But yesterday in Kimande, we walked a straight line, walking with the Kimande Anglican Church, a small group of about 20, waving branches and singing. Walking in the footsteps of Jesus.
|"Take up your cross and follow me"|
After the service, we went outside under the shade of a large tree and with the help of Ezekiel, Mendriad and Jesca, did a fuel-efficient stove demonstration. We had set up "The Great Tanzanian Bake Off." The three-stone fire pitted against the Fuel-Efficient Stove. Participant "chefs" were selected from the "audience". Each "mpishi" (chef) was given 400g rice, a litre of water, salt and oil, a cooking pot and a wooden spoon. Wind levels were high but the fires were started ...see the photo below for the trouble the 3-stone fire chef had! And after the countdown, each mpishi placed her water on to boil. The competition began. Could this new, strange-looking clay object really cook rice? Who would use less firewood? Whose rice would taste better? Now, actually it all sounds a lot better here than it really went, because the wood we had so carefully dried in the sun, got soaked in a sudden rainstorm. We had dried it again, but clearly not enough as the contestants soon realised. But despite it not being the most amazing of demonstrations, a good time was had by all and I learnt how to sing and drum Wagogo (local tribe) style in the process! And despite waiting so long for the rice to cook, they all agreed that the fuel-efficient stove cooked good rice faster, used less wood and gave off less smoke. Mary Berry and Paul Hollywood should have been there.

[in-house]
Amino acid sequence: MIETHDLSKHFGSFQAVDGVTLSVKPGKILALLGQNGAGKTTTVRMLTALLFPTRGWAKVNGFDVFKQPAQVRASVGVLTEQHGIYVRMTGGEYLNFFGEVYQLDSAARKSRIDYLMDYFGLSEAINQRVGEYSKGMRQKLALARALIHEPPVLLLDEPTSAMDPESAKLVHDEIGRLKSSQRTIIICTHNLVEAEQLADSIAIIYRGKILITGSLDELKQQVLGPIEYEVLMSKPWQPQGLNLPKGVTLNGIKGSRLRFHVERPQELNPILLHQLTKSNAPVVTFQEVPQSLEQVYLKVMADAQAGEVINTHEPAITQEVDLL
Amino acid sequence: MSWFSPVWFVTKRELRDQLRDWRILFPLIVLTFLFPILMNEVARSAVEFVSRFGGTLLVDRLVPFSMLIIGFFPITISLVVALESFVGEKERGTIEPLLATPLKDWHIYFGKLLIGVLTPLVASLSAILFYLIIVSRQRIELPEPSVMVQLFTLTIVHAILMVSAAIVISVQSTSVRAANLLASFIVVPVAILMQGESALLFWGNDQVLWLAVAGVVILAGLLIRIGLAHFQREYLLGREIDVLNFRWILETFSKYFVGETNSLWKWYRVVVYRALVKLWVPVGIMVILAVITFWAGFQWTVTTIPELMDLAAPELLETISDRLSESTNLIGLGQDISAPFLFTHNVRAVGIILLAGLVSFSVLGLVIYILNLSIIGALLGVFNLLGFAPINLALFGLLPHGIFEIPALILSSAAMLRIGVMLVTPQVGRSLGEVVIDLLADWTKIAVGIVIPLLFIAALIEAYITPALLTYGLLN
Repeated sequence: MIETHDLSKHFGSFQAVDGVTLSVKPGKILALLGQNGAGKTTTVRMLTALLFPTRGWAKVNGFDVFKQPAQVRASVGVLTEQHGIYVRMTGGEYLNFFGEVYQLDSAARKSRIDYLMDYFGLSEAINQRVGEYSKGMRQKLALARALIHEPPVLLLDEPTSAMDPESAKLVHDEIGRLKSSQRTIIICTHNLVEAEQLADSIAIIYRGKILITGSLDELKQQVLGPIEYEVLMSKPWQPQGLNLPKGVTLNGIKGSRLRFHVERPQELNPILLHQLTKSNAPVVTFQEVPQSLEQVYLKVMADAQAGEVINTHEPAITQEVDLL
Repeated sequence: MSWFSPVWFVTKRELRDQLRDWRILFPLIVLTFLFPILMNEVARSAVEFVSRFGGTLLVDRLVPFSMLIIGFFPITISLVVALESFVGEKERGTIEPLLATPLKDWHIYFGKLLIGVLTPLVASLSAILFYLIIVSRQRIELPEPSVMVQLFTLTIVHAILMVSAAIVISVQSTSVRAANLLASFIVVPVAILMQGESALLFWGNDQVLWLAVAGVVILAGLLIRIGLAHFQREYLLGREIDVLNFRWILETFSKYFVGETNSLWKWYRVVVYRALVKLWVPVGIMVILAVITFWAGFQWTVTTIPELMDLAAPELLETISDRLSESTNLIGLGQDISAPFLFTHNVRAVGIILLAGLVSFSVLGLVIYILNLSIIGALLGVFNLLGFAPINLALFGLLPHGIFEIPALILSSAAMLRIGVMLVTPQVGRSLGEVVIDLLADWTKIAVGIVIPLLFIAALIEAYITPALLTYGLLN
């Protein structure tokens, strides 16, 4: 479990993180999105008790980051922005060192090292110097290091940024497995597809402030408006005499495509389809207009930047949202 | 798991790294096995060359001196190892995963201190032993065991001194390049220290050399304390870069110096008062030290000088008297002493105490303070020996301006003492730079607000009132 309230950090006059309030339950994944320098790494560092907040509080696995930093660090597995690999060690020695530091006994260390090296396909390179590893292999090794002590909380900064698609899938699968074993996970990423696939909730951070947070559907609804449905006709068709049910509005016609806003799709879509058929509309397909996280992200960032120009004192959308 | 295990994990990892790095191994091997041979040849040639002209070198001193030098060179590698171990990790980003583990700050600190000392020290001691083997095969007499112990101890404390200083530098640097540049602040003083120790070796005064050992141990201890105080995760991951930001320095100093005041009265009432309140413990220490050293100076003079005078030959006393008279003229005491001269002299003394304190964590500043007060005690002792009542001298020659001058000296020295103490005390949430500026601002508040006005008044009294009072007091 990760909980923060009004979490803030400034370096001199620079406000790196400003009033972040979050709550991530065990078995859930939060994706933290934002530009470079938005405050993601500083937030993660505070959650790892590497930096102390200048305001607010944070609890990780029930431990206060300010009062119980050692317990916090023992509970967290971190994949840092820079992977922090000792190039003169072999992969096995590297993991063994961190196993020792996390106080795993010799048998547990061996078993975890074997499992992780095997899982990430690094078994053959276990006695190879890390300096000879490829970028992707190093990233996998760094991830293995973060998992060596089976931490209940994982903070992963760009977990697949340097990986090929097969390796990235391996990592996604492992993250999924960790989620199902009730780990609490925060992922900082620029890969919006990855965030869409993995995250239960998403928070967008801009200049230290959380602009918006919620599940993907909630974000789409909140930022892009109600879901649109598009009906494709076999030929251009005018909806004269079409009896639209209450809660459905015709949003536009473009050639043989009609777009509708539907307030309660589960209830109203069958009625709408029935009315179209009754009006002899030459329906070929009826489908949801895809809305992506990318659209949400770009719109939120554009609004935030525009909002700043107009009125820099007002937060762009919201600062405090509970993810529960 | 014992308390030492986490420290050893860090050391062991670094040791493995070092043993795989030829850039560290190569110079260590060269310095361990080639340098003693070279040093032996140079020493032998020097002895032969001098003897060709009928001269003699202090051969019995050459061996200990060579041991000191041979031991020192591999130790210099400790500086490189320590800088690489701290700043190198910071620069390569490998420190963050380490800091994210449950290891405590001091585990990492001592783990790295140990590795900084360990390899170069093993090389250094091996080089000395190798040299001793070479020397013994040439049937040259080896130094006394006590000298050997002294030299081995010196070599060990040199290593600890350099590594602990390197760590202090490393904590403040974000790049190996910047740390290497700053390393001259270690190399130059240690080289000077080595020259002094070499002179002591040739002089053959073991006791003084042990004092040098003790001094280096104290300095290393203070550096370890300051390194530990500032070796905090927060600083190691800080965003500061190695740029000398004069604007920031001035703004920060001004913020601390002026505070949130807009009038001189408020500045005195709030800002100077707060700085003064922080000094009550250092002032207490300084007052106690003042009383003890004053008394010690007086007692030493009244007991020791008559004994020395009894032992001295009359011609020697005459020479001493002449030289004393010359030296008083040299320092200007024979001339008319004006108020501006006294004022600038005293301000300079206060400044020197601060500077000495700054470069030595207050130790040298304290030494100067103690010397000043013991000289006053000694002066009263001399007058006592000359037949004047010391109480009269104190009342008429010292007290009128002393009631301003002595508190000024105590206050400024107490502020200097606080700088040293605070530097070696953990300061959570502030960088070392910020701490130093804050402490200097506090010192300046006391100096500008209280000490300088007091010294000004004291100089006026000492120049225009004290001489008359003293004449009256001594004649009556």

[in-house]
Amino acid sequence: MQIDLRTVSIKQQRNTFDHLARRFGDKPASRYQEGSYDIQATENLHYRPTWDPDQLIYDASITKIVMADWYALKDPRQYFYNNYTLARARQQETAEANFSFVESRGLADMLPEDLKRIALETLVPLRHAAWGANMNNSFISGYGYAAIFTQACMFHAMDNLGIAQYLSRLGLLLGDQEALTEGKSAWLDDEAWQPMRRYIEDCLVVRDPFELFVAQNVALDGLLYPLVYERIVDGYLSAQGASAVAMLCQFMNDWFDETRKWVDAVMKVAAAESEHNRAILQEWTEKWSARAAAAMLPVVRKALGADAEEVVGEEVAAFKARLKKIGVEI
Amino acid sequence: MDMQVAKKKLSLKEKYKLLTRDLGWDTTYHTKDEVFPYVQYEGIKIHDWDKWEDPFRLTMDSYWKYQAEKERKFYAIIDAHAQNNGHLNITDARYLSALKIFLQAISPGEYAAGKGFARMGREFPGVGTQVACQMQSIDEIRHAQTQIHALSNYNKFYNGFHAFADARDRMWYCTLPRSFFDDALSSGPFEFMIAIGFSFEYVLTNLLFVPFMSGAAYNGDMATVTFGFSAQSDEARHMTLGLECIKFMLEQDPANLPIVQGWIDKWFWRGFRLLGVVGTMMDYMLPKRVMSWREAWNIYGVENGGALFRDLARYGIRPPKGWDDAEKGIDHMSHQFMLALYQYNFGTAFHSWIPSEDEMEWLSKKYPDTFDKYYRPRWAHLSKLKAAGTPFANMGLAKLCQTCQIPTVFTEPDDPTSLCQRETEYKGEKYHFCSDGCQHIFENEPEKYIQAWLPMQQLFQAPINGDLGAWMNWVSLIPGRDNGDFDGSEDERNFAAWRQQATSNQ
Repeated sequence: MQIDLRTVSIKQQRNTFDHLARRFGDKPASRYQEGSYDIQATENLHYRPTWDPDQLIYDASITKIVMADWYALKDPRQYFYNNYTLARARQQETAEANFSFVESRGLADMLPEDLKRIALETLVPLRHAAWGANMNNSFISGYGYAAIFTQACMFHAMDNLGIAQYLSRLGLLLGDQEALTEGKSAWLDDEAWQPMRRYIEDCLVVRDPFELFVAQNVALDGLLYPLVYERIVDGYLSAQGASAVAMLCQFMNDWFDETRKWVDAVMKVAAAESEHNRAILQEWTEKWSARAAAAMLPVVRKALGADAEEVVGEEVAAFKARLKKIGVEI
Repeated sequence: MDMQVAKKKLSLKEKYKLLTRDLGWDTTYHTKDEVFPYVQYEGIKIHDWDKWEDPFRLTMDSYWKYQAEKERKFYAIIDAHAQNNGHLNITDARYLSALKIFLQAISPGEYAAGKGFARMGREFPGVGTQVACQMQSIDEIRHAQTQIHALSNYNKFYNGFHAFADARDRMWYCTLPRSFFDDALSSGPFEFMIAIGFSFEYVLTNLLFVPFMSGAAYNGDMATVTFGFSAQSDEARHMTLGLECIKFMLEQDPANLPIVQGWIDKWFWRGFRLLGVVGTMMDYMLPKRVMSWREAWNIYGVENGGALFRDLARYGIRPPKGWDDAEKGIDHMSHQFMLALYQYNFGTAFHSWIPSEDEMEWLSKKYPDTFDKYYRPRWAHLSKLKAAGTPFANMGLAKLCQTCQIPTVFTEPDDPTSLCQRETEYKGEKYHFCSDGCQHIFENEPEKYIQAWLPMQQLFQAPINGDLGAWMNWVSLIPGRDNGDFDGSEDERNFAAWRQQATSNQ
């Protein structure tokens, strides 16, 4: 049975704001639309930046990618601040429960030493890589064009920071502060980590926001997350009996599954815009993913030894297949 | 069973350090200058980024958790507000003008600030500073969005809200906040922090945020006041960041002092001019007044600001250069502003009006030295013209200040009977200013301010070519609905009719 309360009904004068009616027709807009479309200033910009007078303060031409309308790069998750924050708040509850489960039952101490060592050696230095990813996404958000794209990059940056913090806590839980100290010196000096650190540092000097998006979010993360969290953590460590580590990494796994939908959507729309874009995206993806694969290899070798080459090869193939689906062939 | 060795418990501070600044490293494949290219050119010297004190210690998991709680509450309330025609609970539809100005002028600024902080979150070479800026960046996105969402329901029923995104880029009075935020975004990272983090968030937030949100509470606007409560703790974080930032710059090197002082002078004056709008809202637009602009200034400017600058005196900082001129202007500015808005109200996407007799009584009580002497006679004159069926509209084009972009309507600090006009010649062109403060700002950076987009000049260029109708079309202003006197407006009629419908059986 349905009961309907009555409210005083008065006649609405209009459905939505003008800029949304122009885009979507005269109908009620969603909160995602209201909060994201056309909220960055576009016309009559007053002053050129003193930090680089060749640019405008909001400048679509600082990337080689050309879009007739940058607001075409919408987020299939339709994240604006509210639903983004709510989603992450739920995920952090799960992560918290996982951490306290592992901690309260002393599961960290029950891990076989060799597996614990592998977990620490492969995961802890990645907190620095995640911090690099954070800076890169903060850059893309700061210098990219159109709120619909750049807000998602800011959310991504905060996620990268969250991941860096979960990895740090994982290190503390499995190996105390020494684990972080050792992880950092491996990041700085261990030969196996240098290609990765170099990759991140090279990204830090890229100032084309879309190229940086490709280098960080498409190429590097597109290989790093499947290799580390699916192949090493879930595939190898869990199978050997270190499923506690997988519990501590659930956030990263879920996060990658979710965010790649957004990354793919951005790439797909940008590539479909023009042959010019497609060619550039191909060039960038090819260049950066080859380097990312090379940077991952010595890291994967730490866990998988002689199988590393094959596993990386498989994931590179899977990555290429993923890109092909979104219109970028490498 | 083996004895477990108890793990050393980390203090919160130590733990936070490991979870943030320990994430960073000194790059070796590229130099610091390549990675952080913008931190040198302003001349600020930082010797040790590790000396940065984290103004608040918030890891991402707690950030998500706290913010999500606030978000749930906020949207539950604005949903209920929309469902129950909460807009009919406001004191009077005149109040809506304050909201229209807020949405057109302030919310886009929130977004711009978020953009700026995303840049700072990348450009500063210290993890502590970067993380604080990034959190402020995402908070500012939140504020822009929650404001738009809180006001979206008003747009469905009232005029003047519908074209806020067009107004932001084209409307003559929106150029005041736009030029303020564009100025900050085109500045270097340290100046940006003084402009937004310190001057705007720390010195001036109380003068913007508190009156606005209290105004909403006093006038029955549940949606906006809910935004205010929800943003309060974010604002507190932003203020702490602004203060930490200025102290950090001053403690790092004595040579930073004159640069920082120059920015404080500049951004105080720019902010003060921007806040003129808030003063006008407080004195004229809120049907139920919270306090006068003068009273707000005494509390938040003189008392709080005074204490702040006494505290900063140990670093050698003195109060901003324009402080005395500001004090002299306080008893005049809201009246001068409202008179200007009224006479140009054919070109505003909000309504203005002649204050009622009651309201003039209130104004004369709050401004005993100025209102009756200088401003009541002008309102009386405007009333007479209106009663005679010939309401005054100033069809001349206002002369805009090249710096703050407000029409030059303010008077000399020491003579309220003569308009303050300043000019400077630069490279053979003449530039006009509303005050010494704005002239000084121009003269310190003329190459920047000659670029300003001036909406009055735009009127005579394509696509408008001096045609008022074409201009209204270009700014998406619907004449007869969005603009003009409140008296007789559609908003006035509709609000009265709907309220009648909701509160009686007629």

|Trying to light the 3-stone fire!|
|Ezekiel (with Louisa's hat!) supervising the jiko|
|Singing in Kigogo|
We then drove back to Magozi and the next adventure was buying two pigs. As you do on your way home after church. They were church pigs, probably given in the offering and our friend Marco (in the Magozi stoves group) was in charge of selling them. So we bought two. Now eight months ago, I said I would never, ever again do this. Travel in a vehicle on the long Pawaga road with a squealing, wriggling pig. This time there were two. So I took the best seat and drove. And our wonderful friend Ezekiel came with us, taking the back with the pooing pigs. It stank! We set off into the thunderclouds and drove through a dramatic rainstorm. Thunder and lightening, rain slashing into the windshield, puddles splashing over us and I felt a bit like Noah without a boat. In this kind of rain, it's impossible to see anything, including those gaping culverts and all the other potholes. But we made it back with all, including pigs, intact. It was then a half-hour job just getting the two pigs down to our pig banda! What a squealing, strenuous struggle! The end of a long day out; it had started with our 7:20am departure and finished almost 12 hours later as darkness descended. And it was then followed with ... more rice and beans.
|Pig Number 1|
It was a good day. Remembering Palm Sunday, remembering the humble entry of a King, remembering the road He walked and remembering the way we follow. Walking on. Waving.